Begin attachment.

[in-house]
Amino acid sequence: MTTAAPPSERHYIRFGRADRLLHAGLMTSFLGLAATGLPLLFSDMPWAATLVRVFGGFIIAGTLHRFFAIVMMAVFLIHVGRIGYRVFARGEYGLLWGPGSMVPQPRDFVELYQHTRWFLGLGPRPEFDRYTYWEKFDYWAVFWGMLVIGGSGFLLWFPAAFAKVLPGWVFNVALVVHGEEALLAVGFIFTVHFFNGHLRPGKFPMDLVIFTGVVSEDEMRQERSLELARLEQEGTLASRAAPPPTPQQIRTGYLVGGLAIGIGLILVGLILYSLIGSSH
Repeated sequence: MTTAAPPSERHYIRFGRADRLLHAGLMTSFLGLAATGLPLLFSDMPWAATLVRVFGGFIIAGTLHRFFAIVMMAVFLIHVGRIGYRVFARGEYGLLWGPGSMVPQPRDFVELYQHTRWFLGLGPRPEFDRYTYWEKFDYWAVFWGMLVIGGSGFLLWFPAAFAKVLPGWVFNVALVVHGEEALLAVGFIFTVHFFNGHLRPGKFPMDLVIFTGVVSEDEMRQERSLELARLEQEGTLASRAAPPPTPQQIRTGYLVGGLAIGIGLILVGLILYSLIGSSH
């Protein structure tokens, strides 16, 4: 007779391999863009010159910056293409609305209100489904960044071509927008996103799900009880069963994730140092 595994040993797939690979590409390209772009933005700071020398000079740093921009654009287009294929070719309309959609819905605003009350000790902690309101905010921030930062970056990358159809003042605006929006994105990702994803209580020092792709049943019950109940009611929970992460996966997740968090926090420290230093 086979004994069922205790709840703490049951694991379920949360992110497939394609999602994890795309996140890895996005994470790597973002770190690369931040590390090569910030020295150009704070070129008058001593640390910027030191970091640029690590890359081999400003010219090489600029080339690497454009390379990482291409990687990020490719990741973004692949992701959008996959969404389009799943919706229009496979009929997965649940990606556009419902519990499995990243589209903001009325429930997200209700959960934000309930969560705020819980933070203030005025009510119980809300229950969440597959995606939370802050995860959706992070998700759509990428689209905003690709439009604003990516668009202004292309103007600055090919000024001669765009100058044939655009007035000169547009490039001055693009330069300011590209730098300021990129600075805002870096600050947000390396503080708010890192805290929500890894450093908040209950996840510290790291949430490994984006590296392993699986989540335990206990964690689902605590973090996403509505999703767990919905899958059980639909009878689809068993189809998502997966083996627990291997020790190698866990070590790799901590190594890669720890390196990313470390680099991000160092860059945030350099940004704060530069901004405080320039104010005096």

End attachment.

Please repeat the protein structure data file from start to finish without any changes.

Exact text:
[in-house]
Amino acid sequence: MTTAAPPSERHYIRFGRADRLLHAGLMTSFLGLAATGLPLLFSDMPWAATLVRVFGGFIIAGTLHRFFAIVMMAVFLIHVGRIGYRVFARGEYGLLWGPGSMVPQPRDFVELYQHTRWFLGLGPRPEFDRYTYWEKFDYWAVFWGMLVIGGSGFLLWFPAAFAKVLPGWVFNVALVVHGEEALLAVGFIFTVHFFNGHLRPGKFPMDLVIFTGVVSEDEMRQERSLELARLEQEGTLASRAAPPPTPQQIRTGYLVGGLAIGIGLILVGLILYSLIGSSH
Repeated sequence: MTTAAPPSERHYIRFGRADRLLHAGLMTSFLGLAATGLPLLFSDMPWAATLVRVFGGFIIAGTLHRFFAIVMMAVFLIHVGRIGYRVFARGEYGLLWGPGSMVPQPRDFVELYQHTRWFLGLGPRPEFDRYTYWEKFDYWAVFWGMLVIGGSGFLLWFPAAFAKVLPGWVFNVALVVHGEEALLAVGFIFTVHFFNGHLRPGKFPMDLVIFTGVVSEDEMRQERSLELARLEQEGTLASRAAPPPTPQQIRTGYLVGGLAIGIGLILVGLILYSLIGSSH
């Protein structure tokens, strides 16, 4: 007779391999863009010159910056293409609305209100489904960044071509927008996103799900009880069963994730140092 595994040993797939690979590409390209772009933005700071020398000079740093921009654009287009294929070719309309959609819905605003009350000790902690309101905010921030930062970056990358159809003042605006929006994105990702994803209580020092792709049943019950109940009611929970992460996966997740968090926090420290230093 086979004994069922205790709840703490049951694991379920949360992110497939394609999602994890795309996140890895996005994470790597973002770190690369931040590390090569910030020295150009704070070129008058001593640390910027030191970091640029690590890359081999400003010219090489600029080339690497454009390379990482291409990687990020490719990741973004692949992701959008996959969404389009799943919706229009496979009929997965649940990606556009419902519990499995990243589209903001009325429930997200209700959960934000309930969560705020819980933070203030005025009510119980809300229950969440597959995606939370802050995860959706992070998700759509990428689209905003690709439009604003990516668009202004292309103007600055090919000024001669765009100058044939655009007035000169547009490039001055693009330069300011590209730098300021990129600075805002870096600050947000390396503080708010890192805290929500890894450093908040209950996840510290790291949430490994984006590296392993699986989540335990206990964690689902605590973090996403509505999703767990919905899958059980639909009878689809068993189809998502997966083996627990291997020790190698866990070590790799901590190594890669720890390196990313470390680099991000160092860059945030350099940004704060530069901004405080320039104010005096």